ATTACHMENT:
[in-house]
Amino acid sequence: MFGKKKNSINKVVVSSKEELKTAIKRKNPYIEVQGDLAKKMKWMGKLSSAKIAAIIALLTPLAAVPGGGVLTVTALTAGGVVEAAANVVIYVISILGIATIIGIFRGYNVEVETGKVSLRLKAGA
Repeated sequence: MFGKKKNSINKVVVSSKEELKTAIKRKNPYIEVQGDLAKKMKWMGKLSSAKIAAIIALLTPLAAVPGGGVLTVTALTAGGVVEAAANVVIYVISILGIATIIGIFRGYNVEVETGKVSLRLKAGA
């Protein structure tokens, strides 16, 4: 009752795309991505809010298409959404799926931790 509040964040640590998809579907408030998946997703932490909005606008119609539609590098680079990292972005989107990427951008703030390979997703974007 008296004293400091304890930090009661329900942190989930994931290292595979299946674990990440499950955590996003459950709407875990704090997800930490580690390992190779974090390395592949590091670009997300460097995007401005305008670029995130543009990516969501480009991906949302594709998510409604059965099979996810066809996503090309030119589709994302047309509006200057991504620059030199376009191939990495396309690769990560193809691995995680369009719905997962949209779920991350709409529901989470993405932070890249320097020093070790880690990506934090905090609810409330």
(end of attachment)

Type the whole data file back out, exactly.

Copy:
[in-house]
Amino acid sequence: MFGKKKNSINKVVVSSKEELKTAIKRKNPYIEVQGDLAKKMKWMGKLSSAKIAAIIALLTPLAAVPGGGVLTVTALTAGGVVEAAANVVIYVISILGIATIIGIFRGYNVEVETGKVSLRLKAGA
Repeated sequence: MFGKKKNSINKVVVSSKEELKTAIKRKNPYIEVQGDLAKKMKWMGKLSSAKIAAIIALLTPLAAVPGGGVLTVTALTAGGVVEAAANVVIYVISILGIATIIGIFRGYNVEVETGKVSLRLKAGA
């Protein structure tokens, strides 16, 4: 009752795309991505809010298409959404799926931790 509040964040640590998809579907408030998946997703932490909005606008119609539609590098680079990292972005989107990427951008703030390979997703974007 008296004293400091304890930090009661329900942190989930994931290292595979299946674990990440499950955590996003459950709407875990704090997800930490580690390992190779974090390395592949590091670009997300460097995007401005305008670029995130543009990516969501480009991906949302594709998510409604059965099979996810066809996503090309030119589709994302047309509006200057991504620059030199376009191939990495396309690769990560193809691995995680369009719905997962949209779920991350709409529901989470993405932070890249320097020093070790880690990506934090905090609810409330």